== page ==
KYOTO, Japan – The ringleader of a child sex abuse network in Kyoto, identified via INTERPOL’s International Child Sexual Exploitation (ICSE) database, has been sentenced to eight years after being found guilty of charges including child prostitution and forcible indecency.
The conviction of the 28-year-old follows a global investigation which began in 2015 to identify an unknown abuse victim featured in videos uploaded to the ICSE database by investigators in Denmark and Australia.
Four other members of the network, men aged between 36 and 40, were convicted between October and December last year and handed down sentences ranging between two and five years.
The abusers, including a businessman, a nursing home employee and a dancer, would approach children in amusement parks, game centres and video rental shops, or in the street. After recording their crimes, the videos would be circulated via a private network.
Using the ICSE database, analysis of the child’s school uniform and sound data enabled victim identification specialists around the world, working with INTERPOL’s Crimes Against Children (CAC) unit, to identify Japan as the probable location.
INTERPOL’s CAC unit alerted Japan’s National Police Agency (NPA) which, determining the crime had taken place in Kyoto, notified the Kyoto Prefectural Police (KPP).
KPP immediately launched citywide investigations resulting in the child’s rescue and the arrest of his suspected abuser. Interviews with the victim triggered further enquiries, identifying and dismantling the network which was engaged in the sexual abuse of 47 boys aged between seven and 15.
“This is an outstanding example of what can be achieved through the effective and global use of INTERPOL’s ICSE database,” said Assistant Commissioner Yuichi Seki, Director for Combating Child Sexual Exploitation in NPA’s Juvenile Division.
“These are horrendous crimes which violate children’s basic rights and damage both their mind and body. Japan will continue to facilitate the exchange of child sexual abuse information and enhance cooperation with INTERPOL and law enforcement partners around the world with a view to combating this loathsome crime,” added Assistant Commissioner Seki, who also highlighted the ongoing work by the NPA and relevant ministries in drawing up a comprehensive national action plan against child sexual exploitation.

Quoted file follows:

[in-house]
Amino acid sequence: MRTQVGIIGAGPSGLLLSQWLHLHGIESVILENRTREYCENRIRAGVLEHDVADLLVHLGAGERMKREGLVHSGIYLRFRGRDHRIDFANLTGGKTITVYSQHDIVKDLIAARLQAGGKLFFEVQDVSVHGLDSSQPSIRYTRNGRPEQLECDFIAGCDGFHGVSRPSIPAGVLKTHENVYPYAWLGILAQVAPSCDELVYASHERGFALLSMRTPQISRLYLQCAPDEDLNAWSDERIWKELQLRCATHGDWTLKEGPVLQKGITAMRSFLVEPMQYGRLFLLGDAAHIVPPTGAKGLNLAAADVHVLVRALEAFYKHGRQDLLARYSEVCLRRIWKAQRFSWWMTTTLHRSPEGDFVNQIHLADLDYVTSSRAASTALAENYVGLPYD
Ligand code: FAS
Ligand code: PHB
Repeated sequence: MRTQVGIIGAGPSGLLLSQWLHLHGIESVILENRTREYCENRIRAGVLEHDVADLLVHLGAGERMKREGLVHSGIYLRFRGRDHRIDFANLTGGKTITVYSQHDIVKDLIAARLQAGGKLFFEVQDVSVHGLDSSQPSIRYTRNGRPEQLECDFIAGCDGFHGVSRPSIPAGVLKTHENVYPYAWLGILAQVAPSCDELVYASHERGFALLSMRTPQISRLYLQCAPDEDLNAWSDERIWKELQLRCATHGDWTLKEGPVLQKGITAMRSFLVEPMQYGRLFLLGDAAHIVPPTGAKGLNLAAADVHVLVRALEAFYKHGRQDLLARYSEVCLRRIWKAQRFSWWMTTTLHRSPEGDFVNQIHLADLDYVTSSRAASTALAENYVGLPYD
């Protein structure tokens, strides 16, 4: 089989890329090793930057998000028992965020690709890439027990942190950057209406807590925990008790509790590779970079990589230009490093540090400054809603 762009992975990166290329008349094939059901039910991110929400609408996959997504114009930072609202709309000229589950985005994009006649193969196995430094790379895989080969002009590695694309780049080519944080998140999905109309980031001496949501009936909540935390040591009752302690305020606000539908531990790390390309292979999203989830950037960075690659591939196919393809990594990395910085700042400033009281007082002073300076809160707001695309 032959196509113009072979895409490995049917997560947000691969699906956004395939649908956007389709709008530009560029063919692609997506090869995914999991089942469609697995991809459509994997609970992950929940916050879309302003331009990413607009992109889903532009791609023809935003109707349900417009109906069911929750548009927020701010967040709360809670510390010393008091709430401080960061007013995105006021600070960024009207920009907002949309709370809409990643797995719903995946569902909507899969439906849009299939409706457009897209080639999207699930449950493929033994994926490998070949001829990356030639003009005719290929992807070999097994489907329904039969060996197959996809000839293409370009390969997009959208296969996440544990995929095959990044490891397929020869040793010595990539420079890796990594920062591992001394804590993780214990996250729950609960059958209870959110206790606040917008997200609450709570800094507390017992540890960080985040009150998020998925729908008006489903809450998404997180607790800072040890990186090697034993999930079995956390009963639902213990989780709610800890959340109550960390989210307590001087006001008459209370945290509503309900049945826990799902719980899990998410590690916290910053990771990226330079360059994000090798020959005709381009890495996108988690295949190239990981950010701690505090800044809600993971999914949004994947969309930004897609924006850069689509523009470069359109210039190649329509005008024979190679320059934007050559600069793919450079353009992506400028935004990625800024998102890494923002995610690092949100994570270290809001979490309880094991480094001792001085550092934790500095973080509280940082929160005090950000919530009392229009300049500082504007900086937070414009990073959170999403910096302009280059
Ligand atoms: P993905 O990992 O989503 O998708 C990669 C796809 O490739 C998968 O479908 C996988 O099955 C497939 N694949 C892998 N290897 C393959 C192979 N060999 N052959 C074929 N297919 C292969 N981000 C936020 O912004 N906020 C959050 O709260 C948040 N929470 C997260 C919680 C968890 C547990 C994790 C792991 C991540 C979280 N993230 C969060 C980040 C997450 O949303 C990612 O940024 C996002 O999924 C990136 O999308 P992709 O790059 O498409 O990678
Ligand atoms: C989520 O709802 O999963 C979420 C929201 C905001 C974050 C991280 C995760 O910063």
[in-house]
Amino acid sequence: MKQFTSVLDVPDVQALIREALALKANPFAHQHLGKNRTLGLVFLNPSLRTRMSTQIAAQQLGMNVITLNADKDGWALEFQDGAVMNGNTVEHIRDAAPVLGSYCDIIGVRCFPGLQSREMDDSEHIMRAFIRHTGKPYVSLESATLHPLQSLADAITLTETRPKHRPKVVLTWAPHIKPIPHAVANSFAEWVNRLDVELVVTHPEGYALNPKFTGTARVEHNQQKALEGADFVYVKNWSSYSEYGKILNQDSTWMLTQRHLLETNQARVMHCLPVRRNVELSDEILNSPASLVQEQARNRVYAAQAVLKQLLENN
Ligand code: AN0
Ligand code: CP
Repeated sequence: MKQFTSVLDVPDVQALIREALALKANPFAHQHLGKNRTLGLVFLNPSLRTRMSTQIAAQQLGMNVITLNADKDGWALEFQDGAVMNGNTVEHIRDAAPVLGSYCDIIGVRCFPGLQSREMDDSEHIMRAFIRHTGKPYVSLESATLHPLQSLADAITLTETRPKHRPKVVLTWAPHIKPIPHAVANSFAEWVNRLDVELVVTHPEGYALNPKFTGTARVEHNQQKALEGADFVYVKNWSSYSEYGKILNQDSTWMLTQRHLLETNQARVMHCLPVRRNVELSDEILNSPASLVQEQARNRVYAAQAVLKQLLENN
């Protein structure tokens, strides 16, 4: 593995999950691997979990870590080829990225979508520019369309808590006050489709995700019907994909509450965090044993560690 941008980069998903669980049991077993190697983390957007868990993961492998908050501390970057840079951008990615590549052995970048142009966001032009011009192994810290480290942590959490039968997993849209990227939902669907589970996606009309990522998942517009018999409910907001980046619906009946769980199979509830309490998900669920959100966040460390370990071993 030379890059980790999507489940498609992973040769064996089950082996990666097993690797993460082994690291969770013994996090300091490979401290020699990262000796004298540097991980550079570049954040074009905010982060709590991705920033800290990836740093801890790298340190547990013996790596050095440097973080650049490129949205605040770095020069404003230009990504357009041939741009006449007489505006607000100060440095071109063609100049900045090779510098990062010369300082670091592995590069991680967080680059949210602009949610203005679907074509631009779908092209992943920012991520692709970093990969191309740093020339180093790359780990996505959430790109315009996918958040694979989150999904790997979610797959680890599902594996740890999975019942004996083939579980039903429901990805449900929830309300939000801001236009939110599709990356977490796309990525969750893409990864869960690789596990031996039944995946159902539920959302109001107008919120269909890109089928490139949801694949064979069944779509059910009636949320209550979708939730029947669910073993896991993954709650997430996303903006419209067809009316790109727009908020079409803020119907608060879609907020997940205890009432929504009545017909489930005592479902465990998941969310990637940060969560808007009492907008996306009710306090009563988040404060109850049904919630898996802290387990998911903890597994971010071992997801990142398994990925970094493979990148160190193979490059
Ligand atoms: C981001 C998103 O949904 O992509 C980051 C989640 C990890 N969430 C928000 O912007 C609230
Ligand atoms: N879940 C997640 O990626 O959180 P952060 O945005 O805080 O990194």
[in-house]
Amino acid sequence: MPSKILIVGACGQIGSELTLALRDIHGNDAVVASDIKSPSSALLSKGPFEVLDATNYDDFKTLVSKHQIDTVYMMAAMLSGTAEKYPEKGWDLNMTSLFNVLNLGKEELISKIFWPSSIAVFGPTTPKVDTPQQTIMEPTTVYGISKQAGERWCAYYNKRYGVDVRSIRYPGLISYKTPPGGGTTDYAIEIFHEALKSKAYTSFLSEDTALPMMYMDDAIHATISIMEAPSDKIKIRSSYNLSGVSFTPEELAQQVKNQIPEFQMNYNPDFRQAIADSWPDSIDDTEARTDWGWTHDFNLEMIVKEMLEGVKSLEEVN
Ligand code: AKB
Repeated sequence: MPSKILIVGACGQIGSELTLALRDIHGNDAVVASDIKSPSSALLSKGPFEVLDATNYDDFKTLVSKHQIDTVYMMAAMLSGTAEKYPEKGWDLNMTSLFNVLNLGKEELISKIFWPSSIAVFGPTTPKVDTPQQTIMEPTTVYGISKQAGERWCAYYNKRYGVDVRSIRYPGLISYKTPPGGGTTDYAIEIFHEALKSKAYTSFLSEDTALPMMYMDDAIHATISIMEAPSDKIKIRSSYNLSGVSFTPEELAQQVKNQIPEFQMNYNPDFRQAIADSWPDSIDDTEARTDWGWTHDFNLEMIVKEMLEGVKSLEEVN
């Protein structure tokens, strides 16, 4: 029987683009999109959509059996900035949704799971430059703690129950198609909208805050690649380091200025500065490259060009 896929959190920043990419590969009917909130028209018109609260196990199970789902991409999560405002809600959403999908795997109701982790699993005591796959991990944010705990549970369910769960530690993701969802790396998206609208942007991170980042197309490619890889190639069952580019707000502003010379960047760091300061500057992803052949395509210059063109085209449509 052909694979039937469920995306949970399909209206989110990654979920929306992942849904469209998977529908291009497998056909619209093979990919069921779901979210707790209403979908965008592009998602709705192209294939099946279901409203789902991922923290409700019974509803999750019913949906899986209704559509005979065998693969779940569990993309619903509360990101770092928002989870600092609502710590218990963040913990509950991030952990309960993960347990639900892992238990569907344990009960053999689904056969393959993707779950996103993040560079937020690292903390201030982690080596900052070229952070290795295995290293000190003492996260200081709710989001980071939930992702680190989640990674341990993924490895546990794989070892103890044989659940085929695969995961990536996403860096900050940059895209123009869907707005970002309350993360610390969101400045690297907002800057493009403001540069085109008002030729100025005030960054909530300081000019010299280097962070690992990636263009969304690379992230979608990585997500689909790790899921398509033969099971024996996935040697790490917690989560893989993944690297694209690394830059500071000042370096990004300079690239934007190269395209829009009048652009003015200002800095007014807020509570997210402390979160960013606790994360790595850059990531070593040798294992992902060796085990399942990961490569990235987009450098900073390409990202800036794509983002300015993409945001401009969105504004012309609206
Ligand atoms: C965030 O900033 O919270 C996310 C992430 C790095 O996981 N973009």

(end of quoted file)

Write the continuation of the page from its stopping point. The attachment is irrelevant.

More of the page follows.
“Online child abuse investigators must think globally, via INTERPOL, to be able to act locally. That original decision to add the abuse images to ICSE resulted in global consequences, not just for the offenders, but more importantly rescuing 47 children from sexual abuse,” said Bjorn Sellstrom, INTERPOL’s CAC operations coordinator.
“These arrests are a clear and powerful demonstration of what can be achieved when investigators use the ICSE database no matter where the crime is committed or the evidence uploaded or downloaded,” added Mr Sellstrom.
In January this year, the ICSE database recorded the milestone of having assisted specialist investigators around the world identify 10,000 child abuse victims, and continues to help member countries identify an average of five victims every day.
By analysing the digital, visual and audio content of photographs and videos, victim identification experts can retrieve clues, identify any overlap in cases and combine their efforts to locate the victims.
Available through INTERPOL’s secure global police communications system, I-24/7, certified users in member countries can access the database directly and in real time, providing immediate responses to queries related to child sexual exploitation investigations.